Home » Research Finds Taste Shift And Cost Result In Restaurant Beverage Order Decline

Research Finds Taste Shift And Cost Result In Restaurant Beverage Order Decline


Last updated on June 13th, 2024 at 05:14 pm

Although consumers order a beverage 70 percent of the time when visiting restaurants and other food service outlets, beverage orders have declined 4 percent, or two billion servings, over a five-year period.

Consumers changing tastes and cost consciousness are behind declines, finds a new NPD food service market research report. There are more growing beverages at restaurants in the last five years than declining, but the declining beverages, like carbonated soft drinks, are larger in servings volume.
Iced/frozen coffee, specialty coffee, tap water and bottled water top the list of growing beverages. Diet and regular carbonated soft drinks, milk and brewed coffee have lost the most servings of the declining beverages.

The growing beverages, like iced and specialty coffee, get a boost from the fact that consumers “love” these beverages and will make a special visit to get them. These beverages also are more likely to be ordered for a snack. Also behind growing beverages, like tap water, is cost consciousness; consumers will forego a purchased beverage and opt for tap water instead, or visit another location in order to get a lower-priced beverage.

Declining beverages, like carbonated soft drinks and milk, which account for nearly 50 percent of all beverages ordered at food service, have lost four billion servings since 2010. Though declining beverages are down overall, they are purchased with the most frequency of all beverage categories—about two-thirds of these beverages are purchased at most or every food service visit. These beverages are typically ordered at dinner or lunch.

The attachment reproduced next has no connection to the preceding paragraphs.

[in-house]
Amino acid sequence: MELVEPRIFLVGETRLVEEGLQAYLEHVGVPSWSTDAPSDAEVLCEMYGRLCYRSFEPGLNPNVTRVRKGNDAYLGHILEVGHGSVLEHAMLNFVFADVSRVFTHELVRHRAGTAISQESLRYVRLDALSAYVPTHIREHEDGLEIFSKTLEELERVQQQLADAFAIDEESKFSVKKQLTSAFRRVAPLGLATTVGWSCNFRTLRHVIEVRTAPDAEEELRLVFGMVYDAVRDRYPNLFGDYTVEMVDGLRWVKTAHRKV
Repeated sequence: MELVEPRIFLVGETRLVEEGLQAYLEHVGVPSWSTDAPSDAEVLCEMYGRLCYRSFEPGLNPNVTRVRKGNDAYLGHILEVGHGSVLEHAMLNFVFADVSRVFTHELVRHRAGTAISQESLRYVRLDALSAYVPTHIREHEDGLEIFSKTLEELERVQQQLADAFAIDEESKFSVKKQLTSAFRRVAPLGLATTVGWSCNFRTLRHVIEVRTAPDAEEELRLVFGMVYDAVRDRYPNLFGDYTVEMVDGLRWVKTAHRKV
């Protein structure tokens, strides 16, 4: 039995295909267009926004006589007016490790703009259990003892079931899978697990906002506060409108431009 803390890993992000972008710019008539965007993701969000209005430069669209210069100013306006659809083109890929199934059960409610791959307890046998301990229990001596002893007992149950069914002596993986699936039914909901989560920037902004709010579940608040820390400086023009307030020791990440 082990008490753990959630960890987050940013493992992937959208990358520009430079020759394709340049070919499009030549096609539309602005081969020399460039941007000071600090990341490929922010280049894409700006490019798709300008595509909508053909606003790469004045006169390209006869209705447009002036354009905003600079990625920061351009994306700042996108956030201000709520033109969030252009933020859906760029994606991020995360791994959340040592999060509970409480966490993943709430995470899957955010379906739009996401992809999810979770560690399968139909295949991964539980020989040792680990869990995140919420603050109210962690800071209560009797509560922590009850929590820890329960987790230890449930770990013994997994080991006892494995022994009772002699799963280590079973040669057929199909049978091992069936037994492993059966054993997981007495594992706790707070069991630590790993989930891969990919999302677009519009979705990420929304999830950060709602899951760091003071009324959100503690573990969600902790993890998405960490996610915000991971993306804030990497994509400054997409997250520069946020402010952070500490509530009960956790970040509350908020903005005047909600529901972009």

“Despite recent declines in beverage servings, the fact is that beverages are still an important part of food service visits—whether by themselves or as part of a meal,” said Warren Solochek, president of NPD’s food service practice. “In order to drive beverage orders, food service operators will need to understand consumers’ changing tastes and offer an array of quality beverage choices, including healthy options.”

About the author

Shelby Team

The Shelby Report delivers complete grocery news and supermarket insights nationwide through the distribution of five monthly regional print and digital editions. Serving the retail food trade since 1967, The Shelby Report is “Region Wise. Nationwide.”

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